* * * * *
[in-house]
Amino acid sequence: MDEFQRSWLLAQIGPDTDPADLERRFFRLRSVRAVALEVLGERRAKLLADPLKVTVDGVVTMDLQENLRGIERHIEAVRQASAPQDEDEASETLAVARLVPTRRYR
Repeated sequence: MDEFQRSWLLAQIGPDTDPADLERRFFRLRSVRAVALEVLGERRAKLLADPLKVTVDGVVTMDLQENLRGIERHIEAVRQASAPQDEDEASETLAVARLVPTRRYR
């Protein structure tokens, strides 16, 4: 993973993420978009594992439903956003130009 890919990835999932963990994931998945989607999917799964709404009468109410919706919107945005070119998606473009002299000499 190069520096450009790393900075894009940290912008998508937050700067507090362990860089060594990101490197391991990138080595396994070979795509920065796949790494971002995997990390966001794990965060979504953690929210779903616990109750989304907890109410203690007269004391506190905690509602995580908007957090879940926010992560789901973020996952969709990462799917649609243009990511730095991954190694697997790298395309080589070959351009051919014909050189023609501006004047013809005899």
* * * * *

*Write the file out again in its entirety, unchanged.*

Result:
[in-house]
Amino acid sequence: MDEFQRSWLLAQIGPDTDPADLERRFFRLRSVRAVALEVLGERRAKLLADPLKVTVDGVVTMDLQENLRGIERHIEAVRQASAPQDEDEASETLAVARLVPTRRYR
Repeated sequence: MDEFQRSWLLAQIGPDTDPADLERRFFRLRSVRAVALEVLGERRAKLLADPLKVTVDGVVTMDLQENLRGIERHIEAVRQASAPQDEDEASETLAVARLVPTRRYR
């Protein structure tokens, strides 16, 4: 993973993420978009594992439903956003130009 890919990835999932963990994931998945989607999917799964709404009468109410919706919107945005070119998606473009002299000499 190069520096450009790393900075894009940290912008998508937050700067507090362990860089060594990101490197391991990138080595396994070979795509920065796949790494971002995997990390966001794990965060979504953690929210779903616990109750989304907890109410203690007269004391506190905690509602995580908007957090879940926010992560789901973020996952969709990462799917649609243009990511730095991954190694697997790298395309080589070959351009051919014909050189023609501006004047013809005899």